You could travel across the US on your own mobile American History Course; and, with a little work, could make it reflect your ancestors and their place in American History. You can even start at Ellis Island.
If you travel, you need to stop at a library wherever you are. Libraries serve senior travelers. This is written from the Main Branch of the Smithtown, NY Public Library. Yesterday, I was at the Huntington Station, NY Public Library.
There is free WiFi. You can sit for hours and write about your trip without being disturbed. And, you can do it from 10 in the morning to 9 at night; and, frequently on Saturdays and Sundays. There are also computers and copying machines. If you have your own i-pad you can access the library WiFi.
There are magazines and comfortable chairs. There are toilets, drinking fountains and parking.
There is local information so you can see what is happening where you are.
At Smithtown Library, pick up a copy of the monthly “Inside Your Library.” For example, in April 2015, I can attend an Estate Planning Seminar, a Seminar on “Affordable Home Buying on Long Island,” yoga, tax prep, numerous book discussion groups, movies, history lectures, a writer’s group, exhibits, and cooking classes. The Cinco de Mayo, South of the Border Cooking class, is today for $5.00 and you get to sample the results.
All the libraries that I have been in have used book sales. Here you can get paperbacks for 50 cents and hardbound books for $1.00. There are also magazines and CD’s. When traveling, you can pick up a half-dozen books, read them and donate them when you are finished.
Most libraries also have genealogical information and ties to the local historical societies. If you want to know who you are and where you came from, check out the library. In Albuquerque Public Library Main Branch, the entire second floor is devoted to genealogy, complete with thousands of books and a dozen computers that you can use for free. You can even access Ancestory.com for free within the library. And, the librarians who work the second floor are knowledgeable on researching your ancestors. An added plus is that members of the NM Genealogical Society and The Albuquerque Genealogy Society hang out there and love to help a newcomer find a person in their past.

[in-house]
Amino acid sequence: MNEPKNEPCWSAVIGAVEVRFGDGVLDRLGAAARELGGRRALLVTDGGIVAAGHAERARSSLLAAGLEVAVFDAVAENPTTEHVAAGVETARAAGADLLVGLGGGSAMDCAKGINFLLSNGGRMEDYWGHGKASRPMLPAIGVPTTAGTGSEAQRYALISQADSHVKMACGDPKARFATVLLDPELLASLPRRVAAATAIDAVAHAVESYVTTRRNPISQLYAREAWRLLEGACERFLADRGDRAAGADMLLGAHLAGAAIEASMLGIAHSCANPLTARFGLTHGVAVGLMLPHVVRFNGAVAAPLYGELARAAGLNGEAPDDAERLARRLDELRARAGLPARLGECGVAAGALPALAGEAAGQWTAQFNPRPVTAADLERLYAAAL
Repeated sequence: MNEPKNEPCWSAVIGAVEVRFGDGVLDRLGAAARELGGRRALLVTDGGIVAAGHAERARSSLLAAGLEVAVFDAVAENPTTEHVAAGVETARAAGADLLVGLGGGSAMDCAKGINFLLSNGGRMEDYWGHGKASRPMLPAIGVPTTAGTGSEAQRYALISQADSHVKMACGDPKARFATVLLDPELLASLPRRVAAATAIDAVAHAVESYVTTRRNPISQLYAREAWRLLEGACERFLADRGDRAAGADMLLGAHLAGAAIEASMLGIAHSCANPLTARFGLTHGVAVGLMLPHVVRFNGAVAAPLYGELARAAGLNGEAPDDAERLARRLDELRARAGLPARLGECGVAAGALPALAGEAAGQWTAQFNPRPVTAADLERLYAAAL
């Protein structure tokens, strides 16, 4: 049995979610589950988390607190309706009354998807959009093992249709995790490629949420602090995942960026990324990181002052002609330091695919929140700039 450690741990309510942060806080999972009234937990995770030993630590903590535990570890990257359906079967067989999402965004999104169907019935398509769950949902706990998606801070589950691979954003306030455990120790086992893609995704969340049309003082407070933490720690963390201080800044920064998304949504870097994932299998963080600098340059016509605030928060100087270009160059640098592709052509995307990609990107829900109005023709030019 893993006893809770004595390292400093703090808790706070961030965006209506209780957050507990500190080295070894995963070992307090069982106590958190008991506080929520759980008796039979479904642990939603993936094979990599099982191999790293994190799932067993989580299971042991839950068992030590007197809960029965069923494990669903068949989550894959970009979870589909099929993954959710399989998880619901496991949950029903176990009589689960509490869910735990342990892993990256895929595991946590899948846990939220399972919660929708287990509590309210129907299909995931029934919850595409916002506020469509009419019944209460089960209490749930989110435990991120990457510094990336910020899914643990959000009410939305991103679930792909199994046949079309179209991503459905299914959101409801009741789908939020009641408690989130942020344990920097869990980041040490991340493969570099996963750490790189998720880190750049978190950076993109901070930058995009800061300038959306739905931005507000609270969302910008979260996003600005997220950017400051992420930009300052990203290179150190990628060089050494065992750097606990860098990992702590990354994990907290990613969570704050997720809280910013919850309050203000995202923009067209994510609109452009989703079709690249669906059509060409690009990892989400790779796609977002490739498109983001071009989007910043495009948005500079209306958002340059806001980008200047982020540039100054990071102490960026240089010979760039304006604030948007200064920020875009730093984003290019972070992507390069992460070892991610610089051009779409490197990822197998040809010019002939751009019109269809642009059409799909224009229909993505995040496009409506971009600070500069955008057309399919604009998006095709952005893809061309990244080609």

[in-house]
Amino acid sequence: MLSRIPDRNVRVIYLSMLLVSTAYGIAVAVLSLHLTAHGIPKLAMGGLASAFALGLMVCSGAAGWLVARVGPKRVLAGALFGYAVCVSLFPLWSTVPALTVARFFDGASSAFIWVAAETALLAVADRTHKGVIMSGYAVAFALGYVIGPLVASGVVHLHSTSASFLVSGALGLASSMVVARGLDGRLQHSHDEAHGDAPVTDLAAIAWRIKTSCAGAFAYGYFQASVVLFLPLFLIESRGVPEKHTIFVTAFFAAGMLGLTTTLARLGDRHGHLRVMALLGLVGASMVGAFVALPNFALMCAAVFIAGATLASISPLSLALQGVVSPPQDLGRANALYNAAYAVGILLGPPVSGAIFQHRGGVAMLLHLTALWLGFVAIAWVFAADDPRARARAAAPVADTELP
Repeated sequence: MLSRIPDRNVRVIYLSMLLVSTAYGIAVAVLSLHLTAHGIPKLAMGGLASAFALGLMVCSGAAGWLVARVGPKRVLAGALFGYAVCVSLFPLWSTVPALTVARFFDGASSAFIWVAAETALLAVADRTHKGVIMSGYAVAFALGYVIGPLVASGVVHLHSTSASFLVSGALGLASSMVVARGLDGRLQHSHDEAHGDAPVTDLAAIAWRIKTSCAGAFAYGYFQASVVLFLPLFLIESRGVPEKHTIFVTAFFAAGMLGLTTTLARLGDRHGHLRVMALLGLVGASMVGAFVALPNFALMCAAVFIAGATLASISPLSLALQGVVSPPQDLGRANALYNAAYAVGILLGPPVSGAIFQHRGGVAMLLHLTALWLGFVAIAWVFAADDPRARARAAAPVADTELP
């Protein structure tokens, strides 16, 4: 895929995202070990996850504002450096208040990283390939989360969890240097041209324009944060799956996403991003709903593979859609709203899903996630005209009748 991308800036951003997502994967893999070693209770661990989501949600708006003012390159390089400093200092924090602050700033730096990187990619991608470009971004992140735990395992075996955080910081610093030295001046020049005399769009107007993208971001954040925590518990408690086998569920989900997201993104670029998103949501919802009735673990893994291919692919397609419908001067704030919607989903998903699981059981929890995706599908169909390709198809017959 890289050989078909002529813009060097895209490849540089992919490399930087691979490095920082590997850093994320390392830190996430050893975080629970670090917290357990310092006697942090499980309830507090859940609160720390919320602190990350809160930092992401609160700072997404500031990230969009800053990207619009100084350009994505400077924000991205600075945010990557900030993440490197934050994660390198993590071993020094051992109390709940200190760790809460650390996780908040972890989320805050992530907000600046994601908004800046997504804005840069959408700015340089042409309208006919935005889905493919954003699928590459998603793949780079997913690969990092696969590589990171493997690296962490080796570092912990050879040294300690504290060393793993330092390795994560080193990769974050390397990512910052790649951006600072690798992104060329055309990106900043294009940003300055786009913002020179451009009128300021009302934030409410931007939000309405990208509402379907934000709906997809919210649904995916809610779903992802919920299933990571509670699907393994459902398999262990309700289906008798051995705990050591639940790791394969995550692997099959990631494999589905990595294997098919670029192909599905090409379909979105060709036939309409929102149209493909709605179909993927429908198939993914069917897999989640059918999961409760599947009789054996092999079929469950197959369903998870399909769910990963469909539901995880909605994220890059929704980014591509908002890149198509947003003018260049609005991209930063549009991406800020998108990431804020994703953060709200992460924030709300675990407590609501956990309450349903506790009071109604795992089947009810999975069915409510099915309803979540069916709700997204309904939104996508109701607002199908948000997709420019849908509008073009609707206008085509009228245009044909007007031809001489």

If you have grandchildren, take a look at what libraries offer for kids. Story telling, classes, etc. If you are going to entertain a five-year old, the library is a great place.
If you travel, and even if you don’t, a library is worth a visit; especially if you want to find out about your past or if you are looking for interesting places to visit in your present.
Finally, old people have problems. They are frequently afraid to seek advice. No one wants to admit to driving problems or the possibility of cancer. A library, especially an out-of-town one, is a good place to check out your problem anonymously. You might attend a seminar on cancer; or hearing problems; or financial planning. Find out. Ask the librarian for books/information on “your problem,” and do a little research where no one knows you.
Where do you go when you are traveling and something goes wrong with your old body. Is it serious? Does your insurance cover you? Can you let it go until you get home? What if you don’t get help?
We have used urgent care in Smithtown, NY and Tucson, AZ; places where we didn’t have physicians.
We were in urgent care for one hour and 15 minutes which included check-in, filling out forms, having vitals taken, seeing a nurse practitioner, and a board-certified Emergency Room Physician. He examined my wife who had a rash on her face and a severe sore throat, diagnosed the problems, tested for strep, and prescribed the necessary medications.
She has Medicare and a private medigap plan. She was charged nothing; not even a co-pay. She may be charged later, but…
Everyone was pleasant, seemed concerned about our problems, provided us with a lot of information and fixed two problems that had been troubling her for a while. The strep test was negative. The doctor prescribed three medications for the face rash, but said to hold off on one for two weeks, as it had a high co-pay.
We received a printout of the diagnosis and treatment for our information and for her primary care physician in Albuquerque.
The place was clean, neat and professional. They did the strep test there. We were never kept waiting and felt good about the place and the people. They all listened to us.
A few years ago, I hit my head on a cabinet door that I was painting in Tucson. There was a bleeding gash in my forehead. I went to CVS pharmacy Minute Clinic, saw a nurse, was examined, told it wasn’t a serious problem and provided with an over the counter antiseptic. I went home and had no problems. I had been worried, with all the blood, but got the reassurance and treatment quickly and professionally.